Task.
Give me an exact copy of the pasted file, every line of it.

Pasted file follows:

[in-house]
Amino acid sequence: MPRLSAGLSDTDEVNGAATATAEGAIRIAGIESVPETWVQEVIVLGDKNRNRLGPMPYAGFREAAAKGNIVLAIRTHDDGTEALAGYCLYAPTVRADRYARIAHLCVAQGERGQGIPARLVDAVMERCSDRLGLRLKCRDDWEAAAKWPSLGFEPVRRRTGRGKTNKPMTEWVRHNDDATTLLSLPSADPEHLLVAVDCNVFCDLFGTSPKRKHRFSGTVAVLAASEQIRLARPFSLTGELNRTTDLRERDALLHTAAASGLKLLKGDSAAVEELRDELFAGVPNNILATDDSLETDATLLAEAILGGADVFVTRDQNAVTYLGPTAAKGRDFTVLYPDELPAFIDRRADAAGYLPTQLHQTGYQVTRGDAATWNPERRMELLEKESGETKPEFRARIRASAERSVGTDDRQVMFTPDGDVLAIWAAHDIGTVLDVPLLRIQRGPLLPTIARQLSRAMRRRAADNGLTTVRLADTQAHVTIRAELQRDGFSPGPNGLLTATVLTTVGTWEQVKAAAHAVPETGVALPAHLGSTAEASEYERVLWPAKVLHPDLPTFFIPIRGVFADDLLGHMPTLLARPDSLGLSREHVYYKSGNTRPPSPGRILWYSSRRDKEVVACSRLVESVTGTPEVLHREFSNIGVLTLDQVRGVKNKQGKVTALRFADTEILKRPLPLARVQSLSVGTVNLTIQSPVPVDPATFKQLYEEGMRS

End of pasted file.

[in-house]
Amino acid sequence: MPRLSAGLSDTDEVNGAATATAEGAIRIAGIESVPETWVQEVIVLGDKNRNRLGPMPYAGFREAAAKGNIVLAIRTHDDGTEALAGYCLYAPTVRADRYARIAHLCVAQGERGQGIPARLVDAVMERCSDRLGLRLKCRDDWEAAAKWPSLGFEPVRRRTGRGKTNKPMTEWVRHNDDATTLLSLPSADPEHLLVAVDCNVFCDLFGTSPKRKHRFSGTVAVLAASEQIRLARPFSLTGELNRTTDLRERDALLHTAAASGLKLLKGDSAAVEELRDELFAGVPNNILATDDSLETDATLLAEAILGGADVFVTRDQNAVTYLGPTAAKGRDFTVLYPDELPAFIDRRADAAGYLPTQLHQTGYQVTRGDAATWNPERRMELLEKESGETKPEFRARIRASAERSVGTDDRQVMFTPDGDVLAIWAAHDIGTVLDVPLLRIQRGPLLPTIARQLSRAMRRRAADNGLTTVRLADTQAHVTIRAELQRDGFSPGPNGLLTATVLTTVGTWEQVKAAAHAVPETGVALPAHLGSTAEASEYERVLWPAKVLHPDLPTFFIPIRGVFADDLLGHMPTLLARPDSLGLSREHVYYKSGNTRPPSPGRILWYSSRRDKEVVACSRLVESVTGTPEVLHREFSNIGVLTLDQVRGVKNKQGKVTALRFADTEILKRPLPLARVQSLSVGTVNLTIQSPVPVDPATFKQLYEEGMRS